ST. ALBANS, Vt. (AP) – Some called her “Queen Chick,” others “Book Lady.”

They loved her for her infectious laugh, the way she made the second-graders feel, the way she lit up at the start of a new school year.

On Tuesday, more than 400 fellow teachers, former students, family members and friends gathered to say goodbye to Linda Lambesis, using music and memories to celebrate her life and ease the pain of her death.

“It’s hard for all of us to believe this has happened,” said Diane Lemieux, associate principal of St. Albans Town Educational Center. “We thought this would be a nice way to celebrate her life,” she said to open the 50-minute memorial service, held in a school gymnasium.

Lambesis, 57, of Essex Junction, was shot to death Thursday in her home, the first victim in a shooting spree that left two dead and two wounded. The alleged gunman, Christopher A. Williams, 27, was an ex-boyfriend of Lambesis’ daughter, Andrea.

Laid to rest earlier Tuesday after a funeral Mass, Lambesis was saluted in the afternoon memorial by the school district where she worked for 34 years. Floral arrangements, photographs, balloons and keepsakes adorned the lip of the stage, in plain view of her daughters, Andrea Lambesis and Jennifer Sturgeon, who sat in the front row.

Lambesis, whose grandmother, mother, sister and daughter were all teachers, lived for her students – almost as much as she did for her own girls, said former St. Albans Principal David MacCallum, who worked with her for more than 30 years.

Lambesis ran an embryology lesson each spring in which she raised live chicks in an incubator in the school, encouraging her young charges to turn the eggs twice a day and then coming in on weekends to do it herself.

Once, she dubbed herself “Queen Chick” while talking to a student, and the nickname stuck.

There were other nicknames. Many of them turned up when staff at the school were asked to write their reminiscences on 2-by-3-foot pieces of construction paper. Art teacher Pat Burton strung them together into one continuous page, which was unrolled from the stage and onto the floor as she read excerpts from it.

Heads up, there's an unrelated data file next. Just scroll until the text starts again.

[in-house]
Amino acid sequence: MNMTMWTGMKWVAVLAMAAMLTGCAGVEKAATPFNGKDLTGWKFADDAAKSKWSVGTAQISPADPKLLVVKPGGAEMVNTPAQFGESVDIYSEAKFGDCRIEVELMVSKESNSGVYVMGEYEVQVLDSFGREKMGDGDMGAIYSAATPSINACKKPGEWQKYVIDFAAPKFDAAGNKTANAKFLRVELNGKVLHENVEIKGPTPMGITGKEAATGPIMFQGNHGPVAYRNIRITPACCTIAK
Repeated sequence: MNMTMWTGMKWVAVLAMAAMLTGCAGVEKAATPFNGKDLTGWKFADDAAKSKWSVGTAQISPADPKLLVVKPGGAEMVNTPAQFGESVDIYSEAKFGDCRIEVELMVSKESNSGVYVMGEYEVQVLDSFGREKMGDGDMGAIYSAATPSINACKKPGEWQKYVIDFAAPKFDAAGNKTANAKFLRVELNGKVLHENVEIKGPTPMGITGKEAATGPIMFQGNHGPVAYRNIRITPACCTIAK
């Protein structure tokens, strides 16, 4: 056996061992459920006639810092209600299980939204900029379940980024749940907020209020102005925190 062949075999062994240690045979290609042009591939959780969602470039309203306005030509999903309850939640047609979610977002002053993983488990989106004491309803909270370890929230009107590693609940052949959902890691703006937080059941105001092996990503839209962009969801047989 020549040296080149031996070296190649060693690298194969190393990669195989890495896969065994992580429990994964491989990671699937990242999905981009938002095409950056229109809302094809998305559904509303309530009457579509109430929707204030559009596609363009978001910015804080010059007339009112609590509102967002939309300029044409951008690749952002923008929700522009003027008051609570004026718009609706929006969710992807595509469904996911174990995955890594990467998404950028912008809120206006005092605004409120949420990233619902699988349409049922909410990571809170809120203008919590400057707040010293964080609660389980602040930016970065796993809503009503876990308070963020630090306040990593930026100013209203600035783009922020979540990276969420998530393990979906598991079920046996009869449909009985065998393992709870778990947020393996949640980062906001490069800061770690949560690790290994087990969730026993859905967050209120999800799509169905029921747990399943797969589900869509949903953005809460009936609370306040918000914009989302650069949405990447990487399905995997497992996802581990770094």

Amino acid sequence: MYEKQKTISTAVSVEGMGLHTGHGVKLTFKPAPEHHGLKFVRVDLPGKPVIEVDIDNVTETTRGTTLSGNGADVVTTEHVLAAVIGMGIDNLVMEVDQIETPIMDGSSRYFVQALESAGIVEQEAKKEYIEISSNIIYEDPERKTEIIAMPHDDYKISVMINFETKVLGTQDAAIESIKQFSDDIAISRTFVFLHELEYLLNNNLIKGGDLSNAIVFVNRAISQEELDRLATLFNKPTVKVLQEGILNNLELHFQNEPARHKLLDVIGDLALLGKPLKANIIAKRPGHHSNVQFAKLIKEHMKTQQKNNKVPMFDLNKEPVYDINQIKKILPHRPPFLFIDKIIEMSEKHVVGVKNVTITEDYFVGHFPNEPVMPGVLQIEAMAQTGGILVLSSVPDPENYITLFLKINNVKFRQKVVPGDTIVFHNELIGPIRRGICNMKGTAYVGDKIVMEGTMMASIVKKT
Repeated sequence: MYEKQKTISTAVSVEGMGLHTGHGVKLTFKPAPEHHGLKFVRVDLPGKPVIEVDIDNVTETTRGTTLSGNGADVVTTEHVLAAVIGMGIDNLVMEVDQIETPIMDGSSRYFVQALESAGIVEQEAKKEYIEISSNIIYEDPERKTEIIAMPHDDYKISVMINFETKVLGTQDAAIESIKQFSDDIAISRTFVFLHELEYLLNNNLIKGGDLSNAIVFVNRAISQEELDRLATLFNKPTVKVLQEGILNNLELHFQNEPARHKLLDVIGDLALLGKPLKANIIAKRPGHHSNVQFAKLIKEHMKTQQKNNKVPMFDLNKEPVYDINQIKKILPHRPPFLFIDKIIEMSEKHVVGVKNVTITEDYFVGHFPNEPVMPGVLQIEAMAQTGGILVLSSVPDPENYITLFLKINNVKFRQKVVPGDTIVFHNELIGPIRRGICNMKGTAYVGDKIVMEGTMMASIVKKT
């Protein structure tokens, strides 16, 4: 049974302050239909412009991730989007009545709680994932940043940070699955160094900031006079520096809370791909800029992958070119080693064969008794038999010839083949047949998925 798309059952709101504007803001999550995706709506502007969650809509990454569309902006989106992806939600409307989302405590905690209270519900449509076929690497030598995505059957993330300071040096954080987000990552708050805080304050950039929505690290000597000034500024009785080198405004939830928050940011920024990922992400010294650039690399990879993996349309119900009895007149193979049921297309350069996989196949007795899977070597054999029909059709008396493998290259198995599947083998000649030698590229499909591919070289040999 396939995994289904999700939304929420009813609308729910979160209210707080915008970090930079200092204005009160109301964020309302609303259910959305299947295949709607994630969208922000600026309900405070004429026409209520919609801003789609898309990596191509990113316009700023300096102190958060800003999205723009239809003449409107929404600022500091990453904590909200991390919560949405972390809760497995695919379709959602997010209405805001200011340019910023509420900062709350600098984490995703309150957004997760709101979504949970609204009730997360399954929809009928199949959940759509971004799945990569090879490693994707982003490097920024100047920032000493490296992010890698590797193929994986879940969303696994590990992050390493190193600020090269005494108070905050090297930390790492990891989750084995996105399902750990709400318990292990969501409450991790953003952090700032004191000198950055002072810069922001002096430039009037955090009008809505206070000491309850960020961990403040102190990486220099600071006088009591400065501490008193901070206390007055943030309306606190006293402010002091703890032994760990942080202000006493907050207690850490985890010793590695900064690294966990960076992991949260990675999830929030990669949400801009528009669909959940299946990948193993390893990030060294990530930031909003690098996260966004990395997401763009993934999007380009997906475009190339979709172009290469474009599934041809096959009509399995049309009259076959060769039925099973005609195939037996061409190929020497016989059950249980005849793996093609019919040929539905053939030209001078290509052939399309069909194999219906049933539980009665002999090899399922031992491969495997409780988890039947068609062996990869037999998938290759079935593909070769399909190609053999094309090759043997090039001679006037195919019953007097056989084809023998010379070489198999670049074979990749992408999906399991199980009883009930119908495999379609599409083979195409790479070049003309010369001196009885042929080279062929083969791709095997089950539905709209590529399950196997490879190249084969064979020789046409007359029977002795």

Lambesis, who was known for her love of children’s literature, was celebrated in song, too.

Remedial reading teacher Lea Menkens led the crowd in a “Row, Row, Row Your Boat” sing-along. Lambesis’ daughter, Jen, played a flute solo before returning to her seat, where she wiped away tears as a duo performed “On Eagles’ Wings.”

A kilted bagpiper capped the service with a rendition of “Amazing Grace,” walking down the center aisle and out into a hallway to lead the crowd to the cafeteria, where there was a reception.

There, on a folding table set up to showcase greeting cards and accept donations for the two scholarship funds that have been set up in her name, was a child’s memento, handwritten to Lambesis on purple construction paper.

“Thank you for introducing me to my new school,” it read. “I appreciated how you comforted me through my rough times. I loved how you supported me and my love of math! I will always remember you as a kind second-grade teacher! Lots of hugs, Katrina.”

For Lambesis, it was a fitting send-off.

“To me, this was the most personal service we’ve had,” Menkens said after the service. “For days, we’ve been stunned and shocked and at a loss at what to do next. This was a great way to say goodbye.”


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